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Copper

Description

Copper
Copper Mineral
is a required nutrient. It is found naturally in foods such as seafood, liver, green vegetables, whole grains, wheat bran, lentils, and nuts. Copper helps regulate blood pressure and heart rate, and is needed to absorb iron from the gut. It is used to make many important compounds in the body.

Overview

Some laboratory and animal studies have found that copper has antioxidant properties and may have some anticancer effects. Other studies have found that high copper levels in the blood were linked with cancer and other diseases. More extensive human studies are needed to determine what role copper may play in the prevention or treatment of cancer.

How is it promoted for use?

There are claims that copper aids the body in functions such as the healing process, expelling toxins from the body, and preventing heart problems. Copper is also used in some preparations of Iscador (a species of European mistletoe) for tumors of the liver, gallbladder, stomach, and kidneys.

There are also claims that copper actually promotes cancer growth. Proponents of this theory recommend a low copper diet and use of chelating agents that bind to copper and promote its elimination from the body (see Chelation Therapy). There is no scientific evidence to support these claims.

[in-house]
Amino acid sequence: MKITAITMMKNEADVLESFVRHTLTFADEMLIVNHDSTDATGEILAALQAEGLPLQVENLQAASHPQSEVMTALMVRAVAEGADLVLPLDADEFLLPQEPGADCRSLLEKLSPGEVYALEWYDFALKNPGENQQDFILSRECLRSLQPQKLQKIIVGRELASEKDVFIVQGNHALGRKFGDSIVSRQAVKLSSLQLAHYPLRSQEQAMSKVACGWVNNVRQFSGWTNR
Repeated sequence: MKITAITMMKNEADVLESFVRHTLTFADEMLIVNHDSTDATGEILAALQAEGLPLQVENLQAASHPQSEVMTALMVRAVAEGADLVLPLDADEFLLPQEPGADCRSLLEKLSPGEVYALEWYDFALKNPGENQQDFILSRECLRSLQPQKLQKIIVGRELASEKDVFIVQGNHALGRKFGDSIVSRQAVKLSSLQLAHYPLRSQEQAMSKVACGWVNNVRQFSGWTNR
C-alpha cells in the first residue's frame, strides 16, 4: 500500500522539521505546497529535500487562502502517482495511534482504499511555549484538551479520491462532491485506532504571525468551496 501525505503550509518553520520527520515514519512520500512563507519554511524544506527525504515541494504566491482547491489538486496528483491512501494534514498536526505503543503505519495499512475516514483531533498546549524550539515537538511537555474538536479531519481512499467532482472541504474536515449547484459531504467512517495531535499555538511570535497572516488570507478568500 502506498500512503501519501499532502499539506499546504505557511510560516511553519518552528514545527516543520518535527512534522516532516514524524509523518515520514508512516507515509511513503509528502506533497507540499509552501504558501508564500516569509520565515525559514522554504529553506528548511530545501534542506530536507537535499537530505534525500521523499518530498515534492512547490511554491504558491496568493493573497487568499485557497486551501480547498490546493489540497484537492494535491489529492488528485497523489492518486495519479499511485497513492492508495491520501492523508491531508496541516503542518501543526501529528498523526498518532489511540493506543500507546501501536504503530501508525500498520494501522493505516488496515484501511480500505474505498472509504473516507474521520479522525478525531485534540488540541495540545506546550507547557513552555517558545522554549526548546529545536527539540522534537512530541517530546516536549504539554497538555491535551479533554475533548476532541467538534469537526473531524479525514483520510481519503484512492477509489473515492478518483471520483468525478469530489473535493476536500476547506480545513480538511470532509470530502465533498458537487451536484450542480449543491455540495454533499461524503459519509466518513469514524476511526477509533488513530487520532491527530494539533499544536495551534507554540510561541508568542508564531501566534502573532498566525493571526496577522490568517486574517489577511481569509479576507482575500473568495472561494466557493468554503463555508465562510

What does it involve?

Copper supplements are available in pill or capsule form. Copper is often added to multiple vitamin supplements. However, most people are able to get enough copper in their bodies by eating balanced meals. Fruits and vegetables can make up to 30% of a person's total copper intake. Some copper is also present in drinking water, and copper pipes can leach extra copper into the water they carry.

The minimum recommended dietary allowance (RDA) for copper is 0.9 mg per day for most adults, 1 mg for pregnant women, and 1.3 mg for women who are breastfeeding. The RDA is enough to meet the needs of most people in these groups. Some people may not get enough copper from foods, especially if they take zinc supplements, which can partly block copper absorption. Large doses of vitamin C supplements can also block copper. People who take zinc supplements or large doses of vitamin C may need to take extra copper to absorb enough. Those with malabsorption diseases or malnutrition may also need extra copper.

What is the history behind it?

While research into the antioxidant properties of copper is quite recent, healing properties have long been attributed to copper in folk medicine. People wear copper bracelets, for example, to help with arthritis. Today, many multivitamins and other herbal and mineral supplements include copper.

What is the evidence?

Copper is a trace mineral that is needed for many important body processes. Animal studies have shown that copper is useful in maintaining antioxidant defenses. Antioxidant compounds block the action of activated oxygen molecules, known as free radicals, that can damage cells. While the involvement of copper in the cancer process via antioxidant effects is still unclear, copper complexes have been shown to have anticancer properties in lab studies.

Other lab and animal studies suggest that high copper levels may be linked to liver cancer and brain tumors. More recently, many studies have shown that blood copper levels are higher in several types of cancer as well as in other diseases. To add to the confusion, blood tests can show high copper levels even when there is little in the tissues. These high copper levels may be due to injury, disease, or inflammation,